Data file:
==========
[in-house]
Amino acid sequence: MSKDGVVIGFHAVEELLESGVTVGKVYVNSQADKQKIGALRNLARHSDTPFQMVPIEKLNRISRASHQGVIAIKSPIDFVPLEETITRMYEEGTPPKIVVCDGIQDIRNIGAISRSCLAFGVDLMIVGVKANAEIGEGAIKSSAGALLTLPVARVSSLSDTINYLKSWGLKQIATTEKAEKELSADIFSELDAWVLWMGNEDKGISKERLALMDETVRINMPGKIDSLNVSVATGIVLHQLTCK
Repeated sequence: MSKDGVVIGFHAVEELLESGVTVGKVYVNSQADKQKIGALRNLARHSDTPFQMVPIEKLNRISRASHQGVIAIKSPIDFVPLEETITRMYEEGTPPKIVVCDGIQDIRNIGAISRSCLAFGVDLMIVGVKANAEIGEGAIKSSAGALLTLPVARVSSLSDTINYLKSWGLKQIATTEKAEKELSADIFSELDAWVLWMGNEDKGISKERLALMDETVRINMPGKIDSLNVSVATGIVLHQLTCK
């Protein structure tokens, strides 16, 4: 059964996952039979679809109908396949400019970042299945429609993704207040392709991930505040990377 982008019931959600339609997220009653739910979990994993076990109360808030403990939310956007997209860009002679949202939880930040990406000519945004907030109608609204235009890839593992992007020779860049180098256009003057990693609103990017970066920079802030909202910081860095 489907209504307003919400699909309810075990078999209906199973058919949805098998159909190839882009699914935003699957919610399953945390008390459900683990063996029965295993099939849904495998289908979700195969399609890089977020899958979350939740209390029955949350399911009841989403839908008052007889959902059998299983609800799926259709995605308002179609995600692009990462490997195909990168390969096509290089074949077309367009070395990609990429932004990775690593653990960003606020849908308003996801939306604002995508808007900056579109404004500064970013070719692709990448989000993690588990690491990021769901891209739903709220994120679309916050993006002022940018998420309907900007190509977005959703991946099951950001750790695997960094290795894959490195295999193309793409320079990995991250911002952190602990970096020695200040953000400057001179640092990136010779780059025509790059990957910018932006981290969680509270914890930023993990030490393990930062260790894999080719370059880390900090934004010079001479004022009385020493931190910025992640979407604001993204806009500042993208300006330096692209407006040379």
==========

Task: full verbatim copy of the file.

[in-house]
Amino acid sequence: MSKDGVVIGFHAVEELLESGVTVGKVYVNSQADKQKIGALRNLARHSDTPFQMVPIEKLNRISRASHQGVIAIKSPIDFVPLEETITRMYEEGTPPKIVVCDGIQDIRNIGAISRSCLAFGVDLMIVGVKANAEIGEGAIKSSAGALLTLPVARVSSLSDTINYLKSWGLKQIATTEKAEKELSADIFSELDAWVLWMGNEDKGISKERLALMDETVRINMPGKIDSLNVSVATGIVLHQLTCK
Repeated sequence: MSKDGVVIGFHAVEELLESGVTVGKVYVNSQADKQKIGALRNLARHSDTPFQMVPIEKLNRISRASHQGVIAIKSPIDFVPLEETITRMYEEGTPPKIVVCDGIQDIRNIGAISRSCLAFGVDLMIVGVKANAEIGEGAIKSSAGALLTLPVARVSSLSDTINYLKSWGLKQIATTEKAEKELSADIFSELDAWVLWMGNEDKGISKERLALMDETVRINMPGKIDSLNVSVATGIVLHQLTCK
């Protein structure tokens, strides 16, 4: 059964996952039979679809109908396949400019970042299945429609993704207040392709991930505040990377 982008019931959600339609997220009653739910979990994993076990109360808030403990939310956007997209860009002679949202939880930040990406000519945004907030109608609204235009890839593992992007020779860049180098256009003057990693609103990017970066920079802030909202910081860095 489907209504307003919400699909309810075990078999209906199973058919949805098998159909190839882009699914935003699957919610399953945390008390459900683990063996029965295993099939849904495998289908979700195969399609890089977020899958979350939740209390029955949350399911009841989403839908008052007889959902059998299983609800799926259709995605308002179609995600692009990462490997195909990168390969096509290089074949077309367009070395990609990429932004990775690593653990960003606020849908308003996801939306604002995508808007900056579109404004500064970013070719692709990448989000993690588990690491990021769901891209739903709220994120679309916050993006002022940018998420309907900007190509977005959703991946099951950001750790695997960094290795894959490195295999193309793409320079990995991250911002952190602990970096020695200040953000400057001179640092990136010779780059025509790059990957910018932006981290969680509270914890930023993990030490393990930062260790894999080719370059880390900090934004010079001479004022009385020493931190910025992640979407604001993204806009500042993208300006330096692209407006040379």